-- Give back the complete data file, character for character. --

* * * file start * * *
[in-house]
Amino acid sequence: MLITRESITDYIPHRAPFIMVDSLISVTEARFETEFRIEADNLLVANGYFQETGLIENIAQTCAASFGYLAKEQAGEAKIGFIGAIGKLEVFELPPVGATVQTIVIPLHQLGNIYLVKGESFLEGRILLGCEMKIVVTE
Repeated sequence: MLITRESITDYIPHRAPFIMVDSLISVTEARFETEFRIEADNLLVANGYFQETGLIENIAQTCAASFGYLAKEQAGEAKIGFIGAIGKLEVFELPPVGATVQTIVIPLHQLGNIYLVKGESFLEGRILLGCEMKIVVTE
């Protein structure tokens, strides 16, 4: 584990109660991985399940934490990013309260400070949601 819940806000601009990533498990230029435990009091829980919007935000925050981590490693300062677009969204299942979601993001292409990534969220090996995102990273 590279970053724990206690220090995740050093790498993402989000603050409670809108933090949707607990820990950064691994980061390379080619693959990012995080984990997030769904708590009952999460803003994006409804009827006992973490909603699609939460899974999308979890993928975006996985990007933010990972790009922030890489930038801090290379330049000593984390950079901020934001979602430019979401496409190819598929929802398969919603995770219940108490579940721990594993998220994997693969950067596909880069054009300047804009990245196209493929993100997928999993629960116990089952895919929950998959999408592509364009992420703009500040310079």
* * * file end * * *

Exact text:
[in-house]
Amino acid sequence: MLITRESITDYIPHRAPFIMVDSLISVTEARFETEFRIEADNLLVANGYFQETGLIENIAQTCAASFGYLAKEQAGEAKIGFIGAIGKLEVFELPPVGATVQTIVIPLHQLGNIYLVKGESFLEGRILLGCEMKIVVTE
Repeated sequence: MLITRESITDYIPHRAPFIMVDSLISVTEARFETEFRIEADNLLVANGYFQETGLIENIAQTCAASFGYLAKEQAGEAKIGFIGAIGKLEVFELPPVGATVQTIVIPLHQLGNIYLVKGESFLEGRILLGCEMKIVVTE
């Protein structure tokens, strides 16, 4: 584990109660991985399940934490990013309260400070949601 819940806000601009990533498990230029435990009091829980919007935000925050981590490693300062677009969204299942979601993001292409990534969220090996995102990273 590279970053724990206690220090995740050093790498993402989000603050409670809108933090949707607990820990950064691994980061390379080619693959990012995080984990997030769904708590009952999460803003994006409804009827006992973490909603699609939460899974999308979890993928975006996985990007933010990972790009922030890489930038801090290379330049000593984390950079901020934001979602430019979401496409190819598929929802398969919603995770219940108490579940721990594993998220994997693969950067596909880069054009300047804009990245196209493929993100997928999993629960116990089952895919929950998959999408592509364009992420703009500040310079």